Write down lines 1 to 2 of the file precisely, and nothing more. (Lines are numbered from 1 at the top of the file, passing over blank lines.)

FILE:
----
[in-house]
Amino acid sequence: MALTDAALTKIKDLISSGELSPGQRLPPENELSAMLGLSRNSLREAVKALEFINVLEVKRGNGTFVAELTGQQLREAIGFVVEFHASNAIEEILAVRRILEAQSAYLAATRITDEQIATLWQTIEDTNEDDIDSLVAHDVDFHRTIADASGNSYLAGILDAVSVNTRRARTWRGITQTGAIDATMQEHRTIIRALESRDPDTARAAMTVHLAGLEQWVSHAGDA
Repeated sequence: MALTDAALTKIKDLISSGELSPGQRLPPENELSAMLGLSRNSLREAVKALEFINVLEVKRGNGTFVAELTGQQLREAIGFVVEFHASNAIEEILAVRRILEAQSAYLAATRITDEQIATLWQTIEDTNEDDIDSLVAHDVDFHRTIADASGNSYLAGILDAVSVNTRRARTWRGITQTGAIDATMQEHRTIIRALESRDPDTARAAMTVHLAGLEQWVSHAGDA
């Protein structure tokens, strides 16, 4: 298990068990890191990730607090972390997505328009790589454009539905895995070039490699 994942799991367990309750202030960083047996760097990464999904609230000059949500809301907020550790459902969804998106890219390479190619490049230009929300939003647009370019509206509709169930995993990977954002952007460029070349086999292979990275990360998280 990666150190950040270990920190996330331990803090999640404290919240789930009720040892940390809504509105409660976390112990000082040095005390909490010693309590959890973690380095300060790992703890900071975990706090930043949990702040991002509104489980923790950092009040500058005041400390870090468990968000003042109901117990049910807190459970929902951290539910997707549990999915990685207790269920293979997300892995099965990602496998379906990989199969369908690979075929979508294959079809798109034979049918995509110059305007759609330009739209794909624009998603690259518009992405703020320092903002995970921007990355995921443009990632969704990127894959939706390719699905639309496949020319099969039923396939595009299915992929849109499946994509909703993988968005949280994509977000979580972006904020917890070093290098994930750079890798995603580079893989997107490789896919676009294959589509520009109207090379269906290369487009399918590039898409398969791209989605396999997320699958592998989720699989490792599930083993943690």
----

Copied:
[in-house]
Amino acid sequence: MALTDAALTKIKDLISSGELSPGQRLPPENELSAMLGLSRNSLREAVKALEFINVLEVKRGNGTFVAELTGQQLREAIGFVVEFHASNAIEEILAVRRILEAQSAYLAATRITDEQIATLWQTIEDTNEDDIDSLVAHDVDFHRTIADASGNSYLAGILDAVSVNTRRARTWRGITQTGAIDATMQEHRTIIRALESRDPDTARAAMTVHLAGLEQWVSHAGDA